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Kari Lake asks court to decide damages in Maricopa County official’s defamation case

Recorder Stephen Richer takes the filing as an admission of liability on Lake’s part, writing “Kari: You lied.”

A man with dark hair and wearing a dark suit speaks from a podium with news microphones in the foreground and an office setting in the background.
Maricopa County Recorder Stephen Richer talks about problems with ballot printers during the 2022 midterm election. Richer sued Kari Lake for defamation after she alleged he intentionally caused the Election Day problems. (Olivier Touron / AFP via Getty Images)

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Kari Lake is asking the court to quickly issue a judgment and to decide how much she will pay Maricopa County Recorder Stephen Richer in the defamation case he brought against her, according to a filing in Maricopa County Superior Court on Tuesday.

Richer sued Lake — who ran for governor in 2022 and is now running for U.S. Senate — for defamation last year, alleging that Lake made defamatory allegations that he had assisted in rigging the gubernatorial election against Lake. They are both Republicans.

Richer’s legal team is treating Lake’s filing, a motion for default judgment, as an admission of liability.

“She has decided she cannot defend herself in this case despite continuously saying she has evidence,” said Ben Berwick, counsel at Protect Democracy, among the firms representing Richer in the lawsuit.

Lake’s attorneys do not defend Lake’s claims about Richer in the filing, nor do they challenge any of Richer’s arguments about the facts. Instead, they ask the court for a quick hearing to decide damages.

After filing the document, Lake said in a video posted on X that Richer’s lawsuit against her was “lawfare,” and she wouldn’t be taking part in the lawsuit. It was unclear what she meant, and one of her attorneys, Jennifer Wright, told Votebeat to contact her communications team for additional comment.

But Lake also said she would continue to fight for the state, saying “even if they leave me, my husband, and children penniless, that won’t stop us.”

Richer, who sued in his personal capacity, had asked the court to award him compensatory and punitive damages, along with a statement admitting her claims were false. He also asked her to remove all of the false statements from the internet. While he did not state a dollar amount in his complaint, the case has been categorized as “tier 3,” which is for cases involving $300,000 in damages.

After Lake’s filing, Richer said in a statement on X that the motion represented “complete and total surrender by @KariLake.”

“Kari: You lied,” he wrote. “You just accepted liability. You will now have a judgment entered, in court, against you, for lying about our elections and me. It was all B.S. Now on to damages.”

Lake made many claims about Richer after she lost the election, but Richer’s legal team zeroed in on specific statements she made that they said could be easily proven false and they were confident were not hyperbole, according to Berwick, with Protect Democracy.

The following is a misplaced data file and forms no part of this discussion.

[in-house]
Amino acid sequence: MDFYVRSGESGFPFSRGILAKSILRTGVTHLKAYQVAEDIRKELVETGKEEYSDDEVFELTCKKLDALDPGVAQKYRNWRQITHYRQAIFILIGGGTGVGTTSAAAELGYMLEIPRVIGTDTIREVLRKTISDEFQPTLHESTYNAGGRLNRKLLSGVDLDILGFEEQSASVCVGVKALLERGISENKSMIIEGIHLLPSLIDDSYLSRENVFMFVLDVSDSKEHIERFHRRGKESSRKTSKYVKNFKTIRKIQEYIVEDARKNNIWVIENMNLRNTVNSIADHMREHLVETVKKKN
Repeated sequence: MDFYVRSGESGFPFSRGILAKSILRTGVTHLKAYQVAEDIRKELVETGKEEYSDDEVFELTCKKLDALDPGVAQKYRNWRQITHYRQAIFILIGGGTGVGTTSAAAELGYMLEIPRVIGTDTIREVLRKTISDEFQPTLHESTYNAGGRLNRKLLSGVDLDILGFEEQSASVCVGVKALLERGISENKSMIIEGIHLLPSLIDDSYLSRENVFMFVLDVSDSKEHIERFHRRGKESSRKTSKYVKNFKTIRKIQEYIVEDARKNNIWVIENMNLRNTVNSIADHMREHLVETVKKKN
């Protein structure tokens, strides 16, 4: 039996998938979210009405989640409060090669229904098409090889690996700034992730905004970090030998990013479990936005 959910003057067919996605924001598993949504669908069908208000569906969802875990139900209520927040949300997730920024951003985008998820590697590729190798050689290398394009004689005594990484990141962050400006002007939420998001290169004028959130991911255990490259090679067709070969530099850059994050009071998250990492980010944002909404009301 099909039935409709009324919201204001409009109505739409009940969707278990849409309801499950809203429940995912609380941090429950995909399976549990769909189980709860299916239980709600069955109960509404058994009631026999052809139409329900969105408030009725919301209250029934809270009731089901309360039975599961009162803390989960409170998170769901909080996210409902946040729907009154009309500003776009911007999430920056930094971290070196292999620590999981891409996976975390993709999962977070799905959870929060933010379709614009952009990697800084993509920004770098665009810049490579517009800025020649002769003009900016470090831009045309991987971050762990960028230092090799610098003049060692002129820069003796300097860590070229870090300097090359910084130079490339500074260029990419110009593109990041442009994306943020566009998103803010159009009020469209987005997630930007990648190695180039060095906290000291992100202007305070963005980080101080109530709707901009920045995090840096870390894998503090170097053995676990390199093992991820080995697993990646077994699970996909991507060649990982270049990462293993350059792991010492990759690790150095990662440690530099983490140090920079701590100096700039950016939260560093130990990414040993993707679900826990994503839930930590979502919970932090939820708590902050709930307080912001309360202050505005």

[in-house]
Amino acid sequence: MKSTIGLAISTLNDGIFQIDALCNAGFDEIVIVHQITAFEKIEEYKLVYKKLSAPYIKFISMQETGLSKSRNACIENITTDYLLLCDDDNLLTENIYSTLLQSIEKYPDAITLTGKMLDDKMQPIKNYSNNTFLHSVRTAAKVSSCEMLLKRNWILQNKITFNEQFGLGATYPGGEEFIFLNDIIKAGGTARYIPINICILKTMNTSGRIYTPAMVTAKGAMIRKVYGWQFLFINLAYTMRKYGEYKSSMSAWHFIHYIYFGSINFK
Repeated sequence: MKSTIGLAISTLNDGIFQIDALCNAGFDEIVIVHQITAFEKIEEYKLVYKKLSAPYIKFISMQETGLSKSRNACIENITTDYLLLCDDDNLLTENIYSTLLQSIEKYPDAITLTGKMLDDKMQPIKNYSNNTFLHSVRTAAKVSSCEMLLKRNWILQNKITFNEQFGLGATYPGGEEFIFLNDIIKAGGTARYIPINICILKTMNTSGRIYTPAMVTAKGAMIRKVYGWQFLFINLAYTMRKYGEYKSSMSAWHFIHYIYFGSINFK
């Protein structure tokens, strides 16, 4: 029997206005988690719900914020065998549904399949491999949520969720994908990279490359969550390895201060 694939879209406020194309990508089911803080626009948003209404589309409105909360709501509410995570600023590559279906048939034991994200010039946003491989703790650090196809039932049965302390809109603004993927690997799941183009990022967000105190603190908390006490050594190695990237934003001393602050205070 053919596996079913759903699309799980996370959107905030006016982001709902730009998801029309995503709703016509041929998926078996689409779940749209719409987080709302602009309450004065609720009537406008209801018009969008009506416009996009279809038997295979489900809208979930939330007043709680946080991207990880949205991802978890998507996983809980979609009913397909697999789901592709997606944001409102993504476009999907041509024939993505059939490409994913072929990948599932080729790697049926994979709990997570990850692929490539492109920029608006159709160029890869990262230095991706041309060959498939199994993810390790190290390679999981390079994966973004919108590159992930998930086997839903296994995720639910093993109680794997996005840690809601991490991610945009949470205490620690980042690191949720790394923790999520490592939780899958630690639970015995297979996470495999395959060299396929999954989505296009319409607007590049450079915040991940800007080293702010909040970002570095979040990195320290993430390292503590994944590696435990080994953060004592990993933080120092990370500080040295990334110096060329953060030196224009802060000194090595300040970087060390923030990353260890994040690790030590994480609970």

One of those claims was that Richer “intentionally printed 19-inch images on 20-inch ballots to sabotage the 2022 Arizona general election,” according to the complaint. Another was that Richer “inserted 300,000 ‘illegal,’ ‘invalid,’ ‘phony’, and/or ‘bogus’ early-vote ballots into the Maricopa County vote count.”

Lake made the claims in January 2023, in front of a large crowd at her Save Arizona Rally. She told the crowd she lost her bid for governor because of Supervisor Bill Gates and Recorder Stephen Richer’s “rigged elections,” she said. As two TV screens behind her began to display a photo of Richer and Gates, the crowd began to chant.

“Lock them up! Lock them up!” they shouted.

Richer does not run Election Day voting. While Maricopa County saw widespread problems with its ballot printers on Election Day, Richer did not test or deploy that equipment in his role. Lake’s claims that these problems were intentional on behalf of county officials were rejected by the courts following her election, from the local courts to the Arizona Court of Appeals. An independent investigation into the problems also found that the problems were technical in nature.

The courts also rejected Lake’s claim that fake early ballots were inserted into the election results. This claim stemmed from a whistleblower report that alleged the county was missing chain-of-custody documentation on those ballots. The court found that Lake did not have any evidence for her related claim. Lake’s attorneys were later sanctioned for saying the ballot insertion was an “undisputed” fact.

Richer said in his complaint that these statements had caused harm to him and his family, including harassment that took a toll on his physical and mental health.

Lake is asking for medical records to support his damages claim, and specifics to support his allegation that her claims cost him Republican support from donors and others.

The defamation case was just about to enter the discovery phase ahead of trial, in which Lake would have been required to provide Richer’s attorneys with private statements she had made about her claims about Richer.

“Just the idea that Stephen, who is a committed public servant who has shown a real commitment to the integrity of elections in Arizona, would intentionally sabotage her election is absurd on its face,” Berwick said on Monday, before Lake’s filing. “Among other things, they are both Republicans.”

Jen Fifield is a reporter for Votebeat based in Arizona. Contact Jen at jfifield@votebeat.org.

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